All day today I’ve been showing off photos from the weekend to everyone, so excited that “We” found a dress; you’d think that I’d be the one getting married for how excited I am about that amazing, wonderful gown. But she’s my sister, my twinster, and my best friend, and I can’t wait to see her wearing that dress, her dress, on the big day. Plus, now that she’s all set, we can finally begin the most important part of her wedding: finding my maid of honor dress!

Quick Thoughts: Milestones

“I just can’t believe she’s getting married! When did we all grow up?!”

My beautiful, wonderful, inspiring childhood friend said Yes this weekend. She wore a lovely white dress, walked down the aisle of the chapel at her alma mater and took everyone’s breath away, her husband’s most of all. I was thinking about it the previous Thursday at work, as I sorted through logistics of getting back to CT the next day, getting to my goofball J’s place pre-wedding, and most importantly, deciding what I was going to wear. I peeked at her wedding website to confirm exactly when everything would start, and found myself completely overwhelmed with the emotion of the situation ahead, seeing her for the first time in a year, finally meeting her fiance, watching her get married, watching them say yes, and nearly started to cry at my desk.

I signed into Gchat and sent a note to J telling him to prepare himself for some serious waterworks, since I was already teary and have a tendency to cry at weddings for people I love. He made me laugh, like he always does, and I nearly started to cry again, thinking that his own nuptials are likely to happen in the very near future. And my twinster, my T, is setting a date this week, the official date. And all of a sudden it hit me, the sheer volume of all the milestones coming up for my family, my friends, in the next year: graduations, major birthdays, anniversaries, engagements and weddings.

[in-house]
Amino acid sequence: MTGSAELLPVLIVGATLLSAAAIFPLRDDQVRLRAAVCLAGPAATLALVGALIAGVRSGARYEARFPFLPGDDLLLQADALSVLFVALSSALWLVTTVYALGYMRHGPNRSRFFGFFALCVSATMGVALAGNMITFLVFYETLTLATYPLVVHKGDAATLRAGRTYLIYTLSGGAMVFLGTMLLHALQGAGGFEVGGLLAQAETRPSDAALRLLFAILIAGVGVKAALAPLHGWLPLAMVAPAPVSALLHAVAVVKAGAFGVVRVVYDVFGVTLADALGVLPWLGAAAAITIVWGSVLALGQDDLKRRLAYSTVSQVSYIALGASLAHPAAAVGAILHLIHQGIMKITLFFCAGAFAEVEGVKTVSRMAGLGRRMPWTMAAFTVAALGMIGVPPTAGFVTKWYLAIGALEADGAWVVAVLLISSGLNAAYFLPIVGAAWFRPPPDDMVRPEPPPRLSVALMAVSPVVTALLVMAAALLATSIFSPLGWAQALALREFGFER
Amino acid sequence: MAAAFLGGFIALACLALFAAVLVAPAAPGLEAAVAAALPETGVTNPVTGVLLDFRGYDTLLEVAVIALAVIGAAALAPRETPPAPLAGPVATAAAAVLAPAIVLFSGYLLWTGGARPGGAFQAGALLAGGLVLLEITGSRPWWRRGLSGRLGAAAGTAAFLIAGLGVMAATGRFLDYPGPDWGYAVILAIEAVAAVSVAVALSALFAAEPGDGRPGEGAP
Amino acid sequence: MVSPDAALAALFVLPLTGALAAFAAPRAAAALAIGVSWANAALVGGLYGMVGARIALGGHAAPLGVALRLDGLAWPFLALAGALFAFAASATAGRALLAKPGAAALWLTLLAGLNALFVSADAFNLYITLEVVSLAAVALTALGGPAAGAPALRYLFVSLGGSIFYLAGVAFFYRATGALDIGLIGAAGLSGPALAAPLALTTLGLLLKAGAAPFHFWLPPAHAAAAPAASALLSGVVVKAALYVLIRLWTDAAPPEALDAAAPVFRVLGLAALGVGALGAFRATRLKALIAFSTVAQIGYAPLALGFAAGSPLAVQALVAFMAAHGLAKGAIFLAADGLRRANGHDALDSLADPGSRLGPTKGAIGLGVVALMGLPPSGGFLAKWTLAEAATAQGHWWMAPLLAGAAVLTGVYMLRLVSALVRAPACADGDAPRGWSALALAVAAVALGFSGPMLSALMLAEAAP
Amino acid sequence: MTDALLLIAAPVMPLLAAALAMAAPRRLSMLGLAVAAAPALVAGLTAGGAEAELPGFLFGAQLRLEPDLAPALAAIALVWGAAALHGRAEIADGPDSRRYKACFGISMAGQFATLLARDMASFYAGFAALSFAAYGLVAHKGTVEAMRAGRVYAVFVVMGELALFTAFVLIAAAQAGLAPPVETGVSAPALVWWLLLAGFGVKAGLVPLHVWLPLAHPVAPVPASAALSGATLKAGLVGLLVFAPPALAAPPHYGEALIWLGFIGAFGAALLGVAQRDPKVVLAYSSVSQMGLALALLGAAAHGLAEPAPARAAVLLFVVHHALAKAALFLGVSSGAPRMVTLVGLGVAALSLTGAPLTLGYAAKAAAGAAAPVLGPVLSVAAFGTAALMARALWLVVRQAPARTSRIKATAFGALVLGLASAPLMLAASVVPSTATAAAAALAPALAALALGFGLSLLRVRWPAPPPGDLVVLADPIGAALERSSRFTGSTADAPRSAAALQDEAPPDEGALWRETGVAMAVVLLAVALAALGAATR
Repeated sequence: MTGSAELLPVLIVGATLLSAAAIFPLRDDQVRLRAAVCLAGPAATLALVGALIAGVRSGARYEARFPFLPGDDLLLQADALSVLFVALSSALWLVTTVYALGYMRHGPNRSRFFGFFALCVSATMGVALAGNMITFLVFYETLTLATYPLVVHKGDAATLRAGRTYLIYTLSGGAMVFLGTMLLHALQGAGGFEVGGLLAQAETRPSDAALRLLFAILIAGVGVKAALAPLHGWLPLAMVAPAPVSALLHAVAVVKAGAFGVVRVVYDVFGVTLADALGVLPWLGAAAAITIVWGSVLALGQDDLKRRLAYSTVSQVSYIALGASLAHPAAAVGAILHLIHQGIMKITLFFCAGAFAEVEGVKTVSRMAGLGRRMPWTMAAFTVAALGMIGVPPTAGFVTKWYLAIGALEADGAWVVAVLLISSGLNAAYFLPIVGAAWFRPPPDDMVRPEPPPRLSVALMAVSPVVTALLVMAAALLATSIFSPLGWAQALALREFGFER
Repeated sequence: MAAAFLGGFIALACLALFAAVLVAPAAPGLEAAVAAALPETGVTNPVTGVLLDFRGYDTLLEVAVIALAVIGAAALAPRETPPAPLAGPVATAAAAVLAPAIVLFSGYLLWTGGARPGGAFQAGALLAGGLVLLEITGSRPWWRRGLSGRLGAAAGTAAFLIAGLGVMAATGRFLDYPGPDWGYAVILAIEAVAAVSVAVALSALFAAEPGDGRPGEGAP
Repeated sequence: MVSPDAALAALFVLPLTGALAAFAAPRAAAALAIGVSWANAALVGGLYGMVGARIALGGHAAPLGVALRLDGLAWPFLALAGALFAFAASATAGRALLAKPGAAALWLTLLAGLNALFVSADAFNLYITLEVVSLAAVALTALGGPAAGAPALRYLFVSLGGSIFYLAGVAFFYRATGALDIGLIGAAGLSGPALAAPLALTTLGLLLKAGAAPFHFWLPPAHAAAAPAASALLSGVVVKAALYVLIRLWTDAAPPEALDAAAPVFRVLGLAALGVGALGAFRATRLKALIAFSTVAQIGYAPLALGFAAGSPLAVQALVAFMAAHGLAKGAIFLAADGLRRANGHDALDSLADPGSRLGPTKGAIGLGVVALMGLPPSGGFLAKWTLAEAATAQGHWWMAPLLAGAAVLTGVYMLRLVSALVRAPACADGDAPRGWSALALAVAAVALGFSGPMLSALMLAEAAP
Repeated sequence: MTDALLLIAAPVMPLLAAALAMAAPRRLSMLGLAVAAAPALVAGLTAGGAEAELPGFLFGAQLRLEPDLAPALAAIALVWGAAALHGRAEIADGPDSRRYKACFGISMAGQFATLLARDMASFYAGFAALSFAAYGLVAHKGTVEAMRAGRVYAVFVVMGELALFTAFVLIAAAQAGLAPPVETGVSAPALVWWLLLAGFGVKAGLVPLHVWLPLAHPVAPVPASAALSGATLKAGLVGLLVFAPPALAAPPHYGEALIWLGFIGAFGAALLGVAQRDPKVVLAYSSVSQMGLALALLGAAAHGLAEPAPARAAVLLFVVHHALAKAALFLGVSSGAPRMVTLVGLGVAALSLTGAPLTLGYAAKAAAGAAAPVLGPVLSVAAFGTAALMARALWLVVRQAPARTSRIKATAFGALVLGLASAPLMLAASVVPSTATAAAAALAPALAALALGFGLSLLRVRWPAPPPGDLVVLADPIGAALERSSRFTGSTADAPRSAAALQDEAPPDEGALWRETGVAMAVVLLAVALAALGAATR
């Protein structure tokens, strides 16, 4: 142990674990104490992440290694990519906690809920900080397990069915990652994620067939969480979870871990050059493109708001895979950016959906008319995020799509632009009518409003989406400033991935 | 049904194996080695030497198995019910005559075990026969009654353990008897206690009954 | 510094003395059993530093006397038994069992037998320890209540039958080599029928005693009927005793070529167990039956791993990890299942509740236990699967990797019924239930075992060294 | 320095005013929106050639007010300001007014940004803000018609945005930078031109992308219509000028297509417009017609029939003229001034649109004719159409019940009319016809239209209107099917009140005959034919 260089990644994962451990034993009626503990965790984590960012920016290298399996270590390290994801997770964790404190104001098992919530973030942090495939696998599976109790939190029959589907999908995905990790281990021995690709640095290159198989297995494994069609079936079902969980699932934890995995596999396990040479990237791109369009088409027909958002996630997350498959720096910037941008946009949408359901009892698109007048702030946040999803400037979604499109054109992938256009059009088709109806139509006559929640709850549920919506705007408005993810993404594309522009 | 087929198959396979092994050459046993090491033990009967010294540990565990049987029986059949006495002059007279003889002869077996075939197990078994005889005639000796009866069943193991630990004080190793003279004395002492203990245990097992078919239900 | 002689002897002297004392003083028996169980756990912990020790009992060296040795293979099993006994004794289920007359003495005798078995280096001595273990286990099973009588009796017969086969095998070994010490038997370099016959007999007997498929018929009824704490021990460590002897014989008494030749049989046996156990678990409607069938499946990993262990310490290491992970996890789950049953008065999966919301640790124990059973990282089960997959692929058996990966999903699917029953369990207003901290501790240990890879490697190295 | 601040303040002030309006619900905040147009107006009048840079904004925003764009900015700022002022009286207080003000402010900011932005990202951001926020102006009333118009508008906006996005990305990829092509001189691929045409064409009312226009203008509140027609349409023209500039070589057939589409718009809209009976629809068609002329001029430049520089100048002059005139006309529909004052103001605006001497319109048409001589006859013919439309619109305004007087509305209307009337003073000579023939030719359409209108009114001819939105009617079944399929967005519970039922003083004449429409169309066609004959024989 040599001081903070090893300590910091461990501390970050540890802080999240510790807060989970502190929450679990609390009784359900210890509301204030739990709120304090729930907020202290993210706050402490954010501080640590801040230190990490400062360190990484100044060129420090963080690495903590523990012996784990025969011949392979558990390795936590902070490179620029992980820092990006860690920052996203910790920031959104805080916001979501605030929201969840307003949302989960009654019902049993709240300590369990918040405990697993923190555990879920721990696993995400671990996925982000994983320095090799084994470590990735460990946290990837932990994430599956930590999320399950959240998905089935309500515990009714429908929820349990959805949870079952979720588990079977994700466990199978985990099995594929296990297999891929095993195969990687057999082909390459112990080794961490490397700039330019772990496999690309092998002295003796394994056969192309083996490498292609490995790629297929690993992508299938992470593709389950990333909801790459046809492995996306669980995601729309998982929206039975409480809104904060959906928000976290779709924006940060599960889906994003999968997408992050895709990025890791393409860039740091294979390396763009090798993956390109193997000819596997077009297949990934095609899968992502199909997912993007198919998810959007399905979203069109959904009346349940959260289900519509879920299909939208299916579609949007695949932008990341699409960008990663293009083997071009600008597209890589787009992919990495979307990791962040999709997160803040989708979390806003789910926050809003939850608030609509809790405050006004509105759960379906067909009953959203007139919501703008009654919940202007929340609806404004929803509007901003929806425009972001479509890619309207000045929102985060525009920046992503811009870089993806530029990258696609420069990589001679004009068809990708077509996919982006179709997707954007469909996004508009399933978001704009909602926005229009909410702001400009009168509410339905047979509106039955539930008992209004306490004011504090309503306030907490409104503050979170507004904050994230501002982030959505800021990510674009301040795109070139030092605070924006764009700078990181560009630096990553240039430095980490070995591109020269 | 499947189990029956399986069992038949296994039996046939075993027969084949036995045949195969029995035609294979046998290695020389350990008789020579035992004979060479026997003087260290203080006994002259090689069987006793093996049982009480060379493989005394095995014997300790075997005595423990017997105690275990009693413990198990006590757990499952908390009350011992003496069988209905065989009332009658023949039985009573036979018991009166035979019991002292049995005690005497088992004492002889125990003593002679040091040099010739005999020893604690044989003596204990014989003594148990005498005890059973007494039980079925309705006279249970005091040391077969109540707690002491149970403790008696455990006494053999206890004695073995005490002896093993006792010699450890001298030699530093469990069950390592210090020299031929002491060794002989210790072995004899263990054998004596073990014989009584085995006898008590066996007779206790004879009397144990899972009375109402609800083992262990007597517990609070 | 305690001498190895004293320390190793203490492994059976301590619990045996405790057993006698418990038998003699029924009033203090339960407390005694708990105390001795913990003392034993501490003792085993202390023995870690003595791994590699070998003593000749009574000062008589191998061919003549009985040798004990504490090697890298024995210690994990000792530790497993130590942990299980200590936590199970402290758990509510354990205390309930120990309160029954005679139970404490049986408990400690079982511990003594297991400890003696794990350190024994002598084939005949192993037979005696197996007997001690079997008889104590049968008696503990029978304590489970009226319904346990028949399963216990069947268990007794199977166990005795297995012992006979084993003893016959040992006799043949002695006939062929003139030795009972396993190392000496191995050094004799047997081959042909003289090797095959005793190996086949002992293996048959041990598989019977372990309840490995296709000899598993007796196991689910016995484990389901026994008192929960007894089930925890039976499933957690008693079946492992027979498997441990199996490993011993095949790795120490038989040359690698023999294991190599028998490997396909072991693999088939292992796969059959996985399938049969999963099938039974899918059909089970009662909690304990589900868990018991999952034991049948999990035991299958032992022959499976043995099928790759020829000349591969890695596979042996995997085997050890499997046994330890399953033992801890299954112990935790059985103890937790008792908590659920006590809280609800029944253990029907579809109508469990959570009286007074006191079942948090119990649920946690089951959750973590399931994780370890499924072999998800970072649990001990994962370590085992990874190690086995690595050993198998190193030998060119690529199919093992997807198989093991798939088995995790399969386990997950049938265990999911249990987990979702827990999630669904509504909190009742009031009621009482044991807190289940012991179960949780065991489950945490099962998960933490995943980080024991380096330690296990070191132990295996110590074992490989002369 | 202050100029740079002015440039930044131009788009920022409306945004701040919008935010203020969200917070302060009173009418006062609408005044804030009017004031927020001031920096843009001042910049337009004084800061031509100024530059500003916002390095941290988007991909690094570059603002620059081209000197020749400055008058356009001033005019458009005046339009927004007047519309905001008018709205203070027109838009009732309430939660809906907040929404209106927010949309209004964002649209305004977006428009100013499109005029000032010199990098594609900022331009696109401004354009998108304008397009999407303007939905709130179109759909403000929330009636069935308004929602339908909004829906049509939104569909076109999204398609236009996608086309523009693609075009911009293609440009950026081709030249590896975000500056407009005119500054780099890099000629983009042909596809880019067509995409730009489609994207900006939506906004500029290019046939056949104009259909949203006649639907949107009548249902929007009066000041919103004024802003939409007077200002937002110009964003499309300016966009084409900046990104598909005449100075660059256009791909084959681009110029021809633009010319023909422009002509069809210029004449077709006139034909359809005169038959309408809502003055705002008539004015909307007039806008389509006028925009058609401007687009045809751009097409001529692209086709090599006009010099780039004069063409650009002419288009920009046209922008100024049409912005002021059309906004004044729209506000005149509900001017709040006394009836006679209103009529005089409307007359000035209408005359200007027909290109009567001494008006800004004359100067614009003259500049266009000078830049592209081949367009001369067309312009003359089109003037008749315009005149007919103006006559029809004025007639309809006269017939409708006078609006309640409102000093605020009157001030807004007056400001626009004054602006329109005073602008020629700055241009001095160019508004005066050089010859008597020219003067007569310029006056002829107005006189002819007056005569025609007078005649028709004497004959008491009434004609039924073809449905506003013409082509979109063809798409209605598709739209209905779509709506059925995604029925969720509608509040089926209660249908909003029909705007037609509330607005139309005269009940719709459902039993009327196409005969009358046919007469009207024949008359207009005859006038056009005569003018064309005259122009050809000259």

It’s strange, sometimes, knowing I’m the only one in that group, and near the only one in any of my groups, that doesn’t have a milestone of my own to look forward to in the next year. But then again, with all the big moments and overwhelming emotions I’m sure to face in supporting everyone around me, I think it’s plenty enough to be happy for everyone else for now.

Buckle Up

“Buckle up, B. It’s gonna be a wild ride.”

My father is a man of few words, but the ones he saves for special occasions are never anything less than spot-on. The words above were his toast to my soon-to-be brother-in-law, as we welcomed him into our crazy family with a beach party this past Saturday, the first time the whole family has been together since Christmas. Mama B outdid herself planning the weekend, one of the best I’ve had all summer. Saturday started with drinks at the house while lounging over burgers and hot dogs, and segued into an afternoon and evening at the town beach, all family and close friends, a veritable buffet of everything from 20 lobsters, to figs with lavender honey, to fresh tomatoes picked in the backyard and more, all accompanied by a whole lot of wine. My lovely friend M joined me in Connecticut this weekend, and gets full credit for convincing a very tired and slightly tipsy me to join my brother and a few friends at the one bar in town after the sun went down at the beach. She made the point later that night, while we all drank the ever-symbolic first pumpkin beer of the season, that the holiday weekend didn’t feel like we were mourning the end of summer this year. Instead, we were celebrating the beginning of fall.

Yeah, growing up here didn't suck.

Yeah, growing up here didn’t suck.

The weekend really did feel like a celebration of new beginnings rather than conclusions. Sunday was a lazy morning with just the family, the whole family and spouses-to-be, sharing the best pastries (ones that required me to stand in line at 7:30 a.m. after getting home at midnight, I’m just saying) and omelettes with leftover lobster. Mama B, T, our grandmother and I went to get our nails done before I got on the train, and I spent the rest of the day lounging on my couch, renting movies just for fun and munching on whatever I could find in my bare cabinets. Monday was a morning adventure to Whole Foods and a yoga class with M, into a champagne brunch at Paradou with my fashionista C, partner-in-crime R and her Scot H. I made it home around 6 and spent two hours prepping food all week before collapsing into bed at 8:30, exhausted from the general spirit of a day off. This weekend we celebrated T and her fiance, we celebrated our family, and we celebrated $4,99/lb lobsters for sure. I celebrated time to myself at home to relax and reflect, celebrated the simple luxury of a friend living so close when you need motivation to get to the grocery store on a Monday morning. I celebrated the first of the month, counting down the days till my birthday and toasted all of that at brunch with some of my favorite people in the world.